In several earlier posts, I've mentioned that while some Americans don't know a great deal about the Pacific Islander community, we are a distinct population found in every state of the union. Most Pacific Islander Americans live in the western states (I'm including Hawaii), but data indicates that we are becoming more geographically diverse.

Here's a great example: Yesterday the Northwest Asian Weekly posted an Associated Press article on the growing Marshallese population in Arkansas. The reporter mentions how the desire for education, especially for younger generations, played a role in the rising Marshallese population in that state. The reporter also mentions the connection between U.S. atomic bomb testing in the Marshall Islands and Marshallese immigration to the 50 States.

Here's a link to the full article so you can read for yourself: LINK


Sunday, January 09, 2011

If Trends Continue: Is there an End in Sight for the Underrepresentation of Pacific Islanders?

Happy New Year!

In the last post, I presented U.S. Census data on Pacific Islander underrepresentation from the past twenty years. As promised, in this post I'm expanding on what those numbers say. The question I'm going to answer is "what has the trend been for the past two decades in terms of Native Hawaiian and Other Pacific Islander college graduation?" The overall message is clear, but there are also what my dad would call "glass half-full and half-empty" ways of looking at the data.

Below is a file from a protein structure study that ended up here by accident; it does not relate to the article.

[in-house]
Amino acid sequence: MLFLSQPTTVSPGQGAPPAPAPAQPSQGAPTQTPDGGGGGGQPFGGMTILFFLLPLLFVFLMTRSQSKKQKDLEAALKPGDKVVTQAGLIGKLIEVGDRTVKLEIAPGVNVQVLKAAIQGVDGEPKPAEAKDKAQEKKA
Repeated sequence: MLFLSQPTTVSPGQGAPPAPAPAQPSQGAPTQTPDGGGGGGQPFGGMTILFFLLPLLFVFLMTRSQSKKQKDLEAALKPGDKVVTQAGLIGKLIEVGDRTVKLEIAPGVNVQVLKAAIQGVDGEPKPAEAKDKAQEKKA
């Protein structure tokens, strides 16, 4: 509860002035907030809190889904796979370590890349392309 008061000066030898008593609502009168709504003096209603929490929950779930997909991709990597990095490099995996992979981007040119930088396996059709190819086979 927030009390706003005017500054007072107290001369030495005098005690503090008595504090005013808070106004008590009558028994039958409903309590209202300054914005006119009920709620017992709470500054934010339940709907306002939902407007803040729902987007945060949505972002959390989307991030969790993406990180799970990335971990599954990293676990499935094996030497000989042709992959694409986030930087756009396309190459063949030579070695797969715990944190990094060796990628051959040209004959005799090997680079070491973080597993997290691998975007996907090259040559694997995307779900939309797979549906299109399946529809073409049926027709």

The clear finding is that for at least the past twenty years, U.S. Census data has consistently shown that Pacific Islanders are underrepresented among college graduates.

Glass Half-Full
While Pacific Islanders continue to be underrepresented, the good news is that the percentage of us graduating is rising. Between 1990 and the data the Census used in 2010 publications, the percentage of Pacific Islanders with college diplomas increased from about 11 percent to 15 percent. That's an increase of about 36 percent. Pacific Islander scholars, community advocates and leaders, and others should be proud of this progress, especially since it has been achieved without access to most scholarships, fellowships, and other academic programs for underrepresented minorities.

Glass Half-Empty
You might wonder: if this increase in graduation rates continues, will Pacific Islanders no longer be underrepresented in the near future? Sadly, the numbers say absolutely not.

During the same time period that Census data showed a 36 percent increase in Pacific Islander college graduation, the overall U.S. population's graduation rate increased by about 40 percent. Pacific Islander graduation rates have risen, but not as fast as the overall population. Here's another way to look at it:

Census data says that in 1990, Pacific Islanders were 45 percent less likely to have a college degree than the general U.S. population.

According to Census data published in 2010, Pacific Islanders are 46 percent less likely to have a college degree than the general U.S. population.

That means that Pacific Islanders are almost exactly as underrepresented among college graduates now as they were 20 years ago. A continuation of this trend would be permanent underrepresentation in higher education.

If we are going break this trend, we will need find smarter, better ways to help Pacific Islanders succeed. One way to help Pacific Islanders in the next twenty years is to allow them to have access to the same resources as other underrepresented minorities - the scholarships, fellowships, and other academic programs for underrepresented minorities.